Utilities

The Palliser region offers a wide of variety of utilities options for its residents, most of which are highlighted below. The City of Medicine Hat is one of the only municipalities in the world that owns and manages its own utilities.  Among the lowest utility rates in Alberta, the city utility provides safe, reliable delivery of electricity, clean and efficient-burning natural gas, high quality drinking water, as well as wastewater collection and treatment, solid waste collection, and recycling and composting for area residents, business and industries.

For utilities offered within each Palliser region community, visit our Community Profiles.

Electricity

Due to the deregulation of the power industry in Alberta in 2001, residential customers in many municipalities have a choice of which power delivery companies to use. The main producers of electricity in the province are:

The region’s increasing need for power has prompted diversification into different or more power sources, ensuring plenty of energy for industrial and residential users in the years to come. To help meet this need, the City of Medicine Hat Utility is expanding with a new natural gas power plant that will increase the city’s electricity generation from 203-megawatts (MW) of power to 247.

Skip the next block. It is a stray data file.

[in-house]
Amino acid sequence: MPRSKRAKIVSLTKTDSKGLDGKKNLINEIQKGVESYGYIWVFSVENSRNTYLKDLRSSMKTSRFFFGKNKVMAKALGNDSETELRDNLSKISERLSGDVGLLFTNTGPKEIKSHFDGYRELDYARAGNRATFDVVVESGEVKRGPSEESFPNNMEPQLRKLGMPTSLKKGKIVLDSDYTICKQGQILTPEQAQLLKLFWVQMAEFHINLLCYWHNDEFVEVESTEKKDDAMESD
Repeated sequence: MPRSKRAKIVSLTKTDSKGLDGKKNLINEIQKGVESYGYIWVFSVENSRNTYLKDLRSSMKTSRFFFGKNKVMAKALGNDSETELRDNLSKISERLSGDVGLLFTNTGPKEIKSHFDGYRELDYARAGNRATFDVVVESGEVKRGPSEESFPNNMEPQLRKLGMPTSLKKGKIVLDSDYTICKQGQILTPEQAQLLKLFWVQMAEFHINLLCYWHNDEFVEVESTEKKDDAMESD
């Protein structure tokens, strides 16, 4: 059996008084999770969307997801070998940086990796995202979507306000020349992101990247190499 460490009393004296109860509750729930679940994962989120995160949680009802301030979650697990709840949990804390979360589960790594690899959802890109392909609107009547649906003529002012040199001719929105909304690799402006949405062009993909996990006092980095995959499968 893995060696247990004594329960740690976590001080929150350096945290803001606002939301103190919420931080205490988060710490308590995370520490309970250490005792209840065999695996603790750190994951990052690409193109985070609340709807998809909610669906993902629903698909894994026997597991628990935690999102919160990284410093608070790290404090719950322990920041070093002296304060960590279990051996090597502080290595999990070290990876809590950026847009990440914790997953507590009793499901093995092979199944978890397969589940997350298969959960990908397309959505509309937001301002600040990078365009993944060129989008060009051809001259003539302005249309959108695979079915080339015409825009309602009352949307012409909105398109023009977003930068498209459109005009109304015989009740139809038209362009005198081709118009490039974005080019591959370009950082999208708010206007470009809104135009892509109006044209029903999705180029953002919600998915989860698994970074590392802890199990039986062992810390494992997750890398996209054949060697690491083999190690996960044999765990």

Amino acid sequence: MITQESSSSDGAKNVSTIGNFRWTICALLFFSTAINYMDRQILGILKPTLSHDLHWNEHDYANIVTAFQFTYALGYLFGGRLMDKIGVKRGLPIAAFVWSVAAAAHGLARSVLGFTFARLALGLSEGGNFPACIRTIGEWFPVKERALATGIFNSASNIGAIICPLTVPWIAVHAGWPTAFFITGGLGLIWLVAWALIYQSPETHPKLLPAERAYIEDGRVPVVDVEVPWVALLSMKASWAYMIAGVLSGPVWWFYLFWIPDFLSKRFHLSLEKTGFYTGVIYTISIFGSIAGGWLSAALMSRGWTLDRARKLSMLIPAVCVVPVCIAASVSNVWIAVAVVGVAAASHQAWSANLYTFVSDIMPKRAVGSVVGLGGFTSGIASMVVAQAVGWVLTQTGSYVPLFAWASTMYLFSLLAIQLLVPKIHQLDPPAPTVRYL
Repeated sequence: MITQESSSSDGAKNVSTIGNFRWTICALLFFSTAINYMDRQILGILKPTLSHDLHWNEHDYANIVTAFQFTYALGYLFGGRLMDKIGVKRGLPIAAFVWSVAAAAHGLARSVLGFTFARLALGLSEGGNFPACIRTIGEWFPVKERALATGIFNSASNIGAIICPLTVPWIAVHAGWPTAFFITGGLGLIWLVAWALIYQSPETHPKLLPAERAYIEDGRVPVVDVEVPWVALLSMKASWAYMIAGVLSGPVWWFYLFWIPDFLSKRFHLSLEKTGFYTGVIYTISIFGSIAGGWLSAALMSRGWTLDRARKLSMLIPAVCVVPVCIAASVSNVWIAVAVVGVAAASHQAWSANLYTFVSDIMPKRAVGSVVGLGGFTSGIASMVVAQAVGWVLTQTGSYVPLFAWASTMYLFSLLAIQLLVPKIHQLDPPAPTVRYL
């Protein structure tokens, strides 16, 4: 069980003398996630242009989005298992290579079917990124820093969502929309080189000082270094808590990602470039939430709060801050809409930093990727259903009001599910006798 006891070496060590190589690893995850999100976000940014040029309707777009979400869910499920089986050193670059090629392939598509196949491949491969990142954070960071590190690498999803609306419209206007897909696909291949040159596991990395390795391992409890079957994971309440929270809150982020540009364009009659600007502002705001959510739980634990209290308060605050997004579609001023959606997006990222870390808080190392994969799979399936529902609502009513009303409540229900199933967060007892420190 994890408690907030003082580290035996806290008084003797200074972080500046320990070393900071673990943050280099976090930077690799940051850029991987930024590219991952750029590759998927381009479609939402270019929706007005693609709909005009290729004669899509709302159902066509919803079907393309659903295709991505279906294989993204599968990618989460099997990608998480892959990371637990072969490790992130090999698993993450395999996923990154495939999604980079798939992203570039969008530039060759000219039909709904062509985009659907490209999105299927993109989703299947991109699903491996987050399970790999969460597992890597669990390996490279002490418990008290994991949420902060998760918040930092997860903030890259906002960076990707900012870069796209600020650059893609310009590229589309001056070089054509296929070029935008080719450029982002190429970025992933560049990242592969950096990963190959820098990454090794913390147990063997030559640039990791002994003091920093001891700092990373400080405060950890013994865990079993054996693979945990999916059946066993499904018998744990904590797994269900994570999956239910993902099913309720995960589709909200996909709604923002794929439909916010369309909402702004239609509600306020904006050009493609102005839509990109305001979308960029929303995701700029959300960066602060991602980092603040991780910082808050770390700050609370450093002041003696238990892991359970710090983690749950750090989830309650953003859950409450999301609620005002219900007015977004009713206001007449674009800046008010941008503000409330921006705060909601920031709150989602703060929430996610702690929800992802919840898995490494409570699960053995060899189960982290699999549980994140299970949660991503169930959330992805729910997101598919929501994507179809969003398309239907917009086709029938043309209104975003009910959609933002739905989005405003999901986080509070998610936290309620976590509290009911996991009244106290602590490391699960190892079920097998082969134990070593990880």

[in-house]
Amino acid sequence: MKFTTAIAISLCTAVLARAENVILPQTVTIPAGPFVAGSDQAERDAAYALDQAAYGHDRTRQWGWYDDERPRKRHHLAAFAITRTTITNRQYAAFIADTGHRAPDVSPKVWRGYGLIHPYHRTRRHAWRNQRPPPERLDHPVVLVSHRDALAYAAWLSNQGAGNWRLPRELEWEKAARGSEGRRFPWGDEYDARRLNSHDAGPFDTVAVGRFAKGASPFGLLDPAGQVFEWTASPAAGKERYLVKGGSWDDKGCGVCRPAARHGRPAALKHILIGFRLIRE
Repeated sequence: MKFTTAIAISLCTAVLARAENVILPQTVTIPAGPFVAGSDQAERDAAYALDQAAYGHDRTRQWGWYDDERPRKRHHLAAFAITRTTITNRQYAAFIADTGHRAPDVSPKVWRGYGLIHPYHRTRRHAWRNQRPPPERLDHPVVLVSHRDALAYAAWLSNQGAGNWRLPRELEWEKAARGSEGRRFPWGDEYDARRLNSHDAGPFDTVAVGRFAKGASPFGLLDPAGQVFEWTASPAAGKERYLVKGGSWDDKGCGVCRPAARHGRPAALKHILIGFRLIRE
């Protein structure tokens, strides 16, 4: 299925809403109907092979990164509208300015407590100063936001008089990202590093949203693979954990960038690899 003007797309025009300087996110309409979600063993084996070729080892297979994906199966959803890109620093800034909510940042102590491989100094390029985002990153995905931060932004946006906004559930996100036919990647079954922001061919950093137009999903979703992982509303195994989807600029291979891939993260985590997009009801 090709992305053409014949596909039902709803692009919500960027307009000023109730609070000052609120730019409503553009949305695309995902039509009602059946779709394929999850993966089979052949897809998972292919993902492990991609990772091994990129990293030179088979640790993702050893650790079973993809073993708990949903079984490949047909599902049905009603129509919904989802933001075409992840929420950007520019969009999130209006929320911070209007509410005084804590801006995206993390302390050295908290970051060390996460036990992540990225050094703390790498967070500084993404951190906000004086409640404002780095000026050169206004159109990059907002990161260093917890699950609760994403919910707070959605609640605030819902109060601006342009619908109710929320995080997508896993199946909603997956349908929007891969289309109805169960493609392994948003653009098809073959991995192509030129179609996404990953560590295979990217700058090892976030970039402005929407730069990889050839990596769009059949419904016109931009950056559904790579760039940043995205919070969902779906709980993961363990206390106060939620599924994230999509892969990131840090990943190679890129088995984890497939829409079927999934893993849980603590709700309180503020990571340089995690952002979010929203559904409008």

Natural Gas

The Palliser region is networked by flow lines moving natural gas to processing facilities. The Trans Canada Energy East Project will be constructing a pipeline that includes a section beginning at Hardisty, Alberta running through Special Area #3 and #4, and Cypress County and on to Saskatchewan. For more on proposed and planned projects, visit TransCanada.

Waste and Water Treatment

The main water source in the region is the South Saskatchewan River Basin. There are six waste management authorities, commissions or landfills in the region to manage community waste. In addition, there are several companies that handle hazardous waste and recyclables in the region.

Communications

Internet/Phone/Cable:

Alberta SuperNet connects public institutions across the province – schools, hospitals, colleges, universities, libraries, and municipal offices – to a broadband network for high-speed Internet access, video conferencing, and other services.

Telecommunications companies and Internet service providers can “piggyback” onto the Alberta SuperNet network, making it possible for service providers to offer high-speed services to residents and business.

PEP At Work

The recently launched “Regional Broadband Project” aims to pursue Broadband enhancement and delivery on a collaborative, integrated region wide approach. The project has also opened up a separate dark fibre opportunity (unused fiber-optic cable) that is being lead by the Cities of Brooks and Chestermere.

Major Service Providers for Internet, Phone and/or Cable:

Links of Interest